Unlike the MQ-9B/C and X-47, they would not carry their own munitions but would instead be little more sophisticated than a TLAM themselves, albeit with vastly more gas and carrier compatible landing gear.

    Meanwhile, a third aircraft would act as a gun cabinet with literally dozens of 6ft long, <200lb, 250nm capable, minimissiles which would fly to the designated target lane handed off from the processor station and updated by the search unit with a 30 minutes ingress at Mach 1 or so.

    Since the bus platform and target processor flies pylon turns overtop an SM-6 equipped Burke (600km reachin with lofting) there is little threat to them (or it, since a 737 class platform could tackle both, so long as it didn't have to recover at sea).

    And again, the notion that you need a 'fighter' to defeat enemy 'fighters' is essentially defeated before it starts.

    One other thing to keep in mind people: while 3GW as industrialized warfare may not work well in a 'hybrid' 4GW, where you have to find the enemy to knock heads together under a "Beatings will continue until moral improves!" basis of selective engagement. It still offers the ultimate threat of sending the enemy to the poor house if he persists in -projecting power- (= required industrial assets).

    Provided only that you can reach beyond his frontal defenses to the full backfield of his country to take out those industrial targets. With China some 2,5,00nm across 'the short way' (Beijing to Canton) this is not something that even a JASSM-ER can do. It is also not something that a tactical fighter, even one which is rated to high end supercruise (and hence looks more like a YF-12 'battlecruiser' than anything which could come aboard) can usefully escort with. Because the mission lengths would exhaust the crew, deplete their weapons options and require an ENORMOUS bloat of fuel fraction.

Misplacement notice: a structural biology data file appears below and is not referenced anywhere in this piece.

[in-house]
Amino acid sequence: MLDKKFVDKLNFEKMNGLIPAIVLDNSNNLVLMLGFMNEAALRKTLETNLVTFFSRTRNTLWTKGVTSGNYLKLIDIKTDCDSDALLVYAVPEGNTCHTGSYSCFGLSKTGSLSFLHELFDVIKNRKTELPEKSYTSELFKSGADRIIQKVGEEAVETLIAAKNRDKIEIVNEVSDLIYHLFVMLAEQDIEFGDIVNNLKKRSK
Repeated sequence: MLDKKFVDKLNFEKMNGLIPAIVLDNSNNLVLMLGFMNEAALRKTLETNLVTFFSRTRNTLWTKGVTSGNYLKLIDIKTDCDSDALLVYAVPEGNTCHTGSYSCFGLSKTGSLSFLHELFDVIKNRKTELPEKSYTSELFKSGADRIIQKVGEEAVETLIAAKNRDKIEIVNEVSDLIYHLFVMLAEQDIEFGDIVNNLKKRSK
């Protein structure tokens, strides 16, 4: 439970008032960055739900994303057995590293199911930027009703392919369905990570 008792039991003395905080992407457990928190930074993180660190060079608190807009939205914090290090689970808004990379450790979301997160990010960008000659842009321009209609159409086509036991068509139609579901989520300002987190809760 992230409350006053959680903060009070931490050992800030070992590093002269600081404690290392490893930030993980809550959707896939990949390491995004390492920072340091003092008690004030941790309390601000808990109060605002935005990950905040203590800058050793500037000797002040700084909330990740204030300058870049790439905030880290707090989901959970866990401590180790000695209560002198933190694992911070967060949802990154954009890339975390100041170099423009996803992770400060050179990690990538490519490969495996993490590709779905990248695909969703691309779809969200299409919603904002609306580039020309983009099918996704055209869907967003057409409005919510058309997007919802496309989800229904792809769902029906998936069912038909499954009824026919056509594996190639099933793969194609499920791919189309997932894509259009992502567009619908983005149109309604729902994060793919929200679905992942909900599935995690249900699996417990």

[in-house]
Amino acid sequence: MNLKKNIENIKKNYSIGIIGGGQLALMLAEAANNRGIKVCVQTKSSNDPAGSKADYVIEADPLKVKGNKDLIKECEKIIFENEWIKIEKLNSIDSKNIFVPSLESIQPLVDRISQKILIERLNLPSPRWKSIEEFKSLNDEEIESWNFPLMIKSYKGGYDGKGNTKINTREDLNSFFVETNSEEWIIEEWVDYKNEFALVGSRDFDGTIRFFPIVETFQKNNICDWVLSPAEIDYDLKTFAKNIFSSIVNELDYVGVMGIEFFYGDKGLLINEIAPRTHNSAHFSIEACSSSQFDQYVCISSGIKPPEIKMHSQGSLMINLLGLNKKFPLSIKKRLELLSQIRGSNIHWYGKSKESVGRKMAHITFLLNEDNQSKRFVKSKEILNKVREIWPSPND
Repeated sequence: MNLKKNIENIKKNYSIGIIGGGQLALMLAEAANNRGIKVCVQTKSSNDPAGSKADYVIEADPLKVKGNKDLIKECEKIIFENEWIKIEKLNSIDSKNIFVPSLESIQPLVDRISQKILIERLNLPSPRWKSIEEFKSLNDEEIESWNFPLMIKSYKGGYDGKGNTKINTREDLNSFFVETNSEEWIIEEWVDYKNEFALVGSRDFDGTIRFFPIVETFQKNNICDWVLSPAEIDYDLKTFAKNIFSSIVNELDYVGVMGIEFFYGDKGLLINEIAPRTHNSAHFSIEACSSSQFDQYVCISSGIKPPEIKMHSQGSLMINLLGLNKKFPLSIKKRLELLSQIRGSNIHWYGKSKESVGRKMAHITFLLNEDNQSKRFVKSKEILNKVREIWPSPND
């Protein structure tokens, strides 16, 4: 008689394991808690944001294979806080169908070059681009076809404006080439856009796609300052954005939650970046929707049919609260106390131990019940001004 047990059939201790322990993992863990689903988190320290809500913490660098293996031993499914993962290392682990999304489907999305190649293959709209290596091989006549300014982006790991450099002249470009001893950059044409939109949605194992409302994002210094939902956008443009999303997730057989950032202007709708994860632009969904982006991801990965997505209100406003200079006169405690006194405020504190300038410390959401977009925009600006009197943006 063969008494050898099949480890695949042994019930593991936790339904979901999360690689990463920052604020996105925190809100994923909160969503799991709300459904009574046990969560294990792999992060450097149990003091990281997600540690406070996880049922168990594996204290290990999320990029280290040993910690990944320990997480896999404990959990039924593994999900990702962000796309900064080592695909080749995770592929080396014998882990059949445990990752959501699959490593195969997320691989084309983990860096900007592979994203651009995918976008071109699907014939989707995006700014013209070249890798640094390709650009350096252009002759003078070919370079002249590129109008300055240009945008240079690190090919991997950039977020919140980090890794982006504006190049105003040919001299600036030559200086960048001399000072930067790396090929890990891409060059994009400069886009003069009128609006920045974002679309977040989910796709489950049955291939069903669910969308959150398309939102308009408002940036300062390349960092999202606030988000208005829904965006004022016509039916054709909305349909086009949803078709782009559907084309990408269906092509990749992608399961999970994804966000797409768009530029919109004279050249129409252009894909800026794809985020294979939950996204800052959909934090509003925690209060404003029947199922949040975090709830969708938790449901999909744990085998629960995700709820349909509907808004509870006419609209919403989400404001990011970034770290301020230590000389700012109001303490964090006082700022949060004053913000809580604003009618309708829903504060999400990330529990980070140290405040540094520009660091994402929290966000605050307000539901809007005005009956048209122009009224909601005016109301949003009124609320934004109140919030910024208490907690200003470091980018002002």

So, the idea that the NGB/LRSB and NGAD are somehow essentially linked or alternatively tradeable is also false.

    If you want to hit China where it hurts, you have to deeper than any amount of package synergies or advanced tactical as technical leveraging can provide for, just in terms of sheer numbers of enemy apt to be encountered over distances traveled.

    If you want to do this, you have to go 'above and beyond', into the 200K @ Mach 10 regime of a hypersonic theater interdictor that looses KEMs as Rods From God. And whose standoff obliquity (think: skipped stone) as BRL is on the order of a timezone away.